Which question are you referring to? If it is Question 5, since the profit is 20% of the cost the selling price must be 100% + 20% = 120% of the cost. Therefore the target cost must be 600/120% = $500.

It took my brain a while to figure out that reverse mathematical operation! I was only convinced when I realized that 20% of 500 (the unknown cost price) is 100 and when added gives us that 600 sale price. Defeated by math… Posted for anyone else coming here to figure it out.

mavismidzi says

Hi John, I am still confused at q5. It is the only one I have gotten wrong. I can’t seem to understand how you have gotten $20.

John Moffat says

The cost gap is the difference between the expected cost (520) and the target cost (100/120 x 600).

IsaiahP says

Wow!!!i got a 100% on this 1. thanks

John Moffat says

š

Tahsina97 says

Hi John,

For Q5 I did the following calculations:

Sales revenue $600 Ć 5000 = $3,000,000

Profit required 20/120 Ć $3,000,000 = $500,000

Total cost $3,000,000 – $500,000 = $2,500,000

Target cost p/unit $2,500,000 / 5000 = $500

Cost gap $520 – $500 = $20

I got the same answer, would my calculations be OK for the exam?

Thanks,

Tahsina

John Moffat says

Yes. (and nobody looks at your workings anyway for the section A and B questions š )

lfede09 says

Hi Tahsina,

You are right but a small suggestion to save your time:

Being a mark up 20%. It means:

Selling 120%

Cost 100%

Profit 20%

So simply do: 100/120 * 600= 500

Then 520-500= 20

Ciao! š

luzango says

Thank you John I got 100%

John Moffat says

Great š

Thalia-L says

Dear John, i still have some confuse about the Q2, why we can not 300*1.2=250?

So if I do this, does that mean that 250 is the rate of return that it expects to get?

John Moffat says

250 is certainly not a rate of return (rates of returns are %’ages!).

They require a return on investment of 20% and therefore they want a profit of 20% x $1,250,000.

What you are doing would be correct if they wanted a profit on cost (i.e. a profit margin) of 20%.

It would seem you did not watch my free lectures before attempting the test because this example is similar to example 2 in my lecture.

omavictor says

Thanks John. I sincerely appreciate.

John Moffat says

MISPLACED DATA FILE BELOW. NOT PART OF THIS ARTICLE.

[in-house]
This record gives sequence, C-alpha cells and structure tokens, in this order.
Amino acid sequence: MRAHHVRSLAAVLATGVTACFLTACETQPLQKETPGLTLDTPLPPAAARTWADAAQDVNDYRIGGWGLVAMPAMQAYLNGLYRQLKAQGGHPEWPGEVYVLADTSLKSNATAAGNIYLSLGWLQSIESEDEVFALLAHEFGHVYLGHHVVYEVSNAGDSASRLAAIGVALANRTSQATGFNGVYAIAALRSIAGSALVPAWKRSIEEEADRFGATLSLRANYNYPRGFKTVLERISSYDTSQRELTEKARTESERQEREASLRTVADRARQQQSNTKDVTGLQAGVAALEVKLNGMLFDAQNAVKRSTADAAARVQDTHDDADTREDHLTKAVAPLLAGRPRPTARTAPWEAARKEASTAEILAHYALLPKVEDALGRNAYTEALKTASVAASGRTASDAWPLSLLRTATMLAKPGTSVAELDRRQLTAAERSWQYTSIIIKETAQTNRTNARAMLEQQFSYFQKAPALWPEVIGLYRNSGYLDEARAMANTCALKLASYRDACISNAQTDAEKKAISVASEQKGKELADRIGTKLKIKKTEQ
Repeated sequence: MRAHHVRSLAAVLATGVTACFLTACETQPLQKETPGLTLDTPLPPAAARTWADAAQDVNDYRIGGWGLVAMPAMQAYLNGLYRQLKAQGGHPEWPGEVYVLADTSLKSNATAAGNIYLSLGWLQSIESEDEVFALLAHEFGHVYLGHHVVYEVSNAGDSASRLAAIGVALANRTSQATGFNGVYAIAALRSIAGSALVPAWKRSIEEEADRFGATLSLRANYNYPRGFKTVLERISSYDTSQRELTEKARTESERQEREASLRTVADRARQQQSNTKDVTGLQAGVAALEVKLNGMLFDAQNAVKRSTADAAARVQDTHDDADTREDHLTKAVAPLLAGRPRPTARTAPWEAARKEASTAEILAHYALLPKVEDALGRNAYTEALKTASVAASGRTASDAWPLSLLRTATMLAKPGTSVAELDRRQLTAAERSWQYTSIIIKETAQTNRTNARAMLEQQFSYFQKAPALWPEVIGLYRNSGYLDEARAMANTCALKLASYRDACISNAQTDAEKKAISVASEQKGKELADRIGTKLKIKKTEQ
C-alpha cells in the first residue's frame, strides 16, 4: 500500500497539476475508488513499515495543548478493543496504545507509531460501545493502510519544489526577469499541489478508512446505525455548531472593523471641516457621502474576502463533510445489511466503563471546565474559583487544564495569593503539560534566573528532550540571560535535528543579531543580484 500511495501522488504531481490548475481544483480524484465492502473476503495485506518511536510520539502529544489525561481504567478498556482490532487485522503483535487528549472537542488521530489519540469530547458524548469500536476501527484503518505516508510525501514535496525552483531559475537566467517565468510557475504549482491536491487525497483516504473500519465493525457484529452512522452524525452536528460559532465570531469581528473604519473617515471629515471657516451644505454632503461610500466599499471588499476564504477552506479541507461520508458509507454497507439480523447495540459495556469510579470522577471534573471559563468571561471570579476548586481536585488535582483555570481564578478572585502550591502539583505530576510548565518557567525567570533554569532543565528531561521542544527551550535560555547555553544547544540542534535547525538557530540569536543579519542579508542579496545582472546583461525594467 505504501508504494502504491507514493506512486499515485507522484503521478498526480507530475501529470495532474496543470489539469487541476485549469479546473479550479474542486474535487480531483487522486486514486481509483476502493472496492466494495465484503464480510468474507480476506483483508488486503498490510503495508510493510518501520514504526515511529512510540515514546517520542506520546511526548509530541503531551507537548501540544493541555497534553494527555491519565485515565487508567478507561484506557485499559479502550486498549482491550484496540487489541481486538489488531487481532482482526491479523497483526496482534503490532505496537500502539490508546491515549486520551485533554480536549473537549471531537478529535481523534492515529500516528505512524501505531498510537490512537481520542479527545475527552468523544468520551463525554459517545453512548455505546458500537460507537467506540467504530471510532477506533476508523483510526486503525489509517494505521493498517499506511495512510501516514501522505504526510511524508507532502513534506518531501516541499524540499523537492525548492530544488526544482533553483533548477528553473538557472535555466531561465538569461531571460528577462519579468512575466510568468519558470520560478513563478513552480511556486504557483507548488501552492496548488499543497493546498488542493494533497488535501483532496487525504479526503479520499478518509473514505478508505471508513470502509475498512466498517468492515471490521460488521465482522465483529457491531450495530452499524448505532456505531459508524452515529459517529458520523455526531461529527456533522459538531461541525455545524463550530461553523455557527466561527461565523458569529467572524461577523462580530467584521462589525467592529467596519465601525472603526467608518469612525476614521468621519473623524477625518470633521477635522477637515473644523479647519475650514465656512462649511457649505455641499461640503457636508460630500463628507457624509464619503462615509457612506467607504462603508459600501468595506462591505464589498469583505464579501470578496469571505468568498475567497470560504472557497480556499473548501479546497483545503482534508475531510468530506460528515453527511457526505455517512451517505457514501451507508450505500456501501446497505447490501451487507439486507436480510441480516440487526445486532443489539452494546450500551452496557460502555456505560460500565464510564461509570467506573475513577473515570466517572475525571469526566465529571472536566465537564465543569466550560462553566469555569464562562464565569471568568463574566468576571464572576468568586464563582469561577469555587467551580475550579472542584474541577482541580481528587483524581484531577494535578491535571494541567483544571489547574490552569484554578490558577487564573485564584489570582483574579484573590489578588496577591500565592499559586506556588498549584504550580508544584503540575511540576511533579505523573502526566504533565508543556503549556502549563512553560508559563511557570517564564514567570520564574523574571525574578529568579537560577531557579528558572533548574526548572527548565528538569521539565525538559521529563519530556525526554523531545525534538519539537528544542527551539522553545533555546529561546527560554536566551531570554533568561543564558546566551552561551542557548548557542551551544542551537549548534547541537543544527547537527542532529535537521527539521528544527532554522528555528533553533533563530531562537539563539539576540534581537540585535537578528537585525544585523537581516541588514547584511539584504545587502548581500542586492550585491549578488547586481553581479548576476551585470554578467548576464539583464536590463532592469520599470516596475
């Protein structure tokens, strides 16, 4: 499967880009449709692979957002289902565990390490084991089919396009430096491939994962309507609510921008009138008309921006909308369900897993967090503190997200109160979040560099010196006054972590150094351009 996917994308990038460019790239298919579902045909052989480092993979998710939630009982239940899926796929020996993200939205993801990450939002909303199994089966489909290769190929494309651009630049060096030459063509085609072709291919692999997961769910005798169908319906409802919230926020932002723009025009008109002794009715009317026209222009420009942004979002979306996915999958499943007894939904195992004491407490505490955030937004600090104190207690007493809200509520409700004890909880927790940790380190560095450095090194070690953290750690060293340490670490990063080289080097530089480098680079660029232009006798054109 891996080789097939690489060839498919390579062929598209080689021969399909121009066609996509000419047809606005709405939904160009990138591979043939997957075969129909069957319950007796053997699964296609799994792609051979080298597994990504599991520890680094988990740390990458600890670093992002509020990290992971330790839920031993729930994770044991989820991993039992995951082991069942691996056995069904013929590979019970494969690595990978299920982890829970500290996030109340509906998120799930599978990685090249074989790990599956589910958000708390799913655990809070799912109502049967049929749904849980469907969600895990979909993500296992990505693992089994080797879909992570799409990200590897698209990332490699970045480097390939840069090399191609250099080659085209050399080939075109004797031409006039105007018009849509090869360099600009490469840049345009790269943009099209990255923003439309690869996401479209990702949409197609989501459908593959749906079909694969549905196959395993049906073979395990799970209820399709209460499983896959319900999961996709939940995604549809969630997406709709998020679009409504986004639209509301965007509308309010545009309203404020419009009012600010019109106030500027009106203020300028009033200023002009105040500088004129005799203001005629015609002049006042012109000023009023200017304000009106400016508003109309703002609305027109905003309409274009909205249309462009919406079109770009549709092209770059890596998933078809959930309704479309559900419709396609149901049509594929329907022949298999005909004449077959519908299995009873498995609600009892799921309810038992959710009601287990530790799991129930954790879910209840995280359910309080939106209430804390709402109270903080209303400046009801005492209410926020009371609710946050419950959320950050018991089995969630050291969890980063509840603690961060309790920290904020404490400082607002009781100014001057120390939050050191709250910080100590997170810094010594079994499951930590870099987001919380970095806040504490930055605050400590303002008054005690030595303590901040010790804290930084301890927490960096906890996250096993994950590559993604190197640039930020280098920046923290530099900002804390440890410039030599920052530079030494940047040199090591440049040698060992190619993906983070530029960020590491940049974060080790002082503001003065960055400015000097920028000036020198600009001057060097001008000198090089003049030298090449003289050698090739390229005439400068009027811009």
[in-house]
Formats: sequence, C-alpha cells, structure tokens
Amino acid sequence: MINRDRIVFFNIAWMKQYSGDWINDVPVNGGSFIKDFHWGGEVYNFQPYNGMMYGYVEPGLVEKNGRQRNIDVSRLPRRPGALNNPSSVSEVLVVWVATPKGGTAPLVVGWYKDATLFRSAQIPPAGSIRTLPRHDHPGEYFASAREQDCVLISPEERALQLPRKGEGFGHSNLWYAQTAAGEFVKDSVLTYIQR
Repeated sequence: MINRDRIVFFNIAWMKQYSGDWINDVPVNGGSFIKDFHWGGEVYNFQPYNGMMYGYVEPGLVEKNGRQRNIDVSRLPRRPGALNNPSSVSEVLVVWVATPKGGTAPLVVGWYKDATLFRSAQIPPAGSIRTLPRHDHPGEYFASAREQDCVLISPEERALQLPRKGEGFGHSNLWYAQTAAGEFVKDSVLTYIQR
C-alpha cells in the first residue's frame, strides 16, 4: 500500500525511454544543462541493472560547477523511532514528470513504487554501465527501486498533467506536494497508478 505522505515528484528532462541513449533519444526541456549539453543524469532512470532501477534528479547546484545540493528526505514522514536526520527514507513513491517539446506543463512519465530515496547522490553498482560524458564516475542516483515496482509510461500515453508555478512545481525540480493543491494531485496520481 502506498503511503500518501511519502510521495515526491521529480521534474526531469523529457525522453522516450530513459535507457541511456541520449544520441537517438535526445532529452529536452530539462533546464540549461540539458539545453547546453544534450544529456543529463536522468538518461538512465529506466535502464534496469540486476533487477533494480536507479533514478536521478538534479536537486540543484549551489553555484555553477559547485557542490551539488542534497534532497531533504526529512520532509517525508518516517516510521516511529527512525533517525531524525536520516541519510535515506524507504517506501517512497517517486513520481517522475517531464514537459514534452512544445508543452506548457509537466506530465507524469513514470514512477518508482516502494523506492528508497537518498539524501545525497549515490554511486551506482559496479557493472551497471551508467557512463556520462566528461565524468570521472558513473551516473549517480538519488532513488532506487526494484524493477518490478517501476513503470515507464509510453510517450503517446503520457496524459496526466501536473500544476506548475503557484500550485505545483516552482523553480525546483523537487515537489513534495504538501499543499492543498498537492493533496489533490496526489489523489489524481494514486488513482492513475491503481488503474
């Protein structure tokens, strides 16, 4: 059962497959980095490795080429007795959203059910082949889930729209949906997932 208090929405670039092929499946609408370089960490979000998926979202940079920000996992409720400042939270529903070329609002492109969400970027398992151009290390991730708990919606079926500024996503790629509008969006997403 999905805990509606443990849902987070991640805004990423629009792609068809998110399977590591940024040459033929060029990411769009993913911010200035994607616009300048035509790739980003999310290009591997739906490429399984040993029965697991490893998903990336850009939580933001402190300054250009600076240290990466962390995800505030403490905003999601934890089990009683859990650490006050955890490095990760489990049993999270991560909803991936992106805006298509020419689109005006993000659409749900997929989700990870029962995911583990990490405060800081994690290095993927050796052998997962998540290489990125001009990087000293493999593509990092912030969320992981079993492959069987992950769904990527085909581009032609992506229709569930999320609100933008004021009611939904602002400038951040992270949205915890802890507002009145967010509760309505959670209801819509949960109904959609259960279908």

Thank you for your comment š

adamuabass65@gmail.com says

Thanks John, your explanation was explicit as I scored 100% on the MCQ test.

lwhnatalie says

I got full in this quiz, thanks to John’s very thorough interpretations. š

John Moffat says

Well done š

otema2017 says

Its all good for me on this chapter

hermela says

thank you Mr. I get 100%… it was really very clear and digestible lecture

renelledominique says

I was very confused about the 100. Still a little unsure

John Moffat says

Which question are you referring to?

If it is Question 5, since the profit is 20% of the cost the selling price must be 100% + 20% = 120% of the cost.

Therefore the target cost must be 600/120% = $500.

Dumbest says

thank you so much lecture for the test

John Moffat says

You are welcome.

melclarke says

It took my brain a while to figure out that reverse mathematical operation! I was only convinced when I realized that 20% of 500 (the unknown cost price) is 100 and when added gives us that 600 sale price. Defeated by math…

Posted for anyone else coming here to figure it out.

daveodipo says

For sure. I think the vocabulary is just as important!

Esther10 says

Thanks for the lecture and the questions

etm97 says

Oh yeah! ?%

SSEMENGO says

This was perfect am probably progressing i got 100%.despite being average in chapt.1 Thank you Open tuition.

ythomas says

Hi, Iām confused by question 5..

Is it possible you can do a breakdown?

John Moffat says

The selling price is $600.

For the profit to be 20% of the cost, the cost needs to be 100/120 x $600 = $500, and this is therefore the target cost.

The estimated cost is actually $520, and therefore the cost gap is 520 – 500 = $20.

Ibrahim2691 says

I hope am making a progress

anisnajihah99 says

Thank youu for the quiz . I got 8% . My mistake at Q5 , i think the markup is markup cost ??

John Moffat says

The mark-up is the profit as a % of the cost.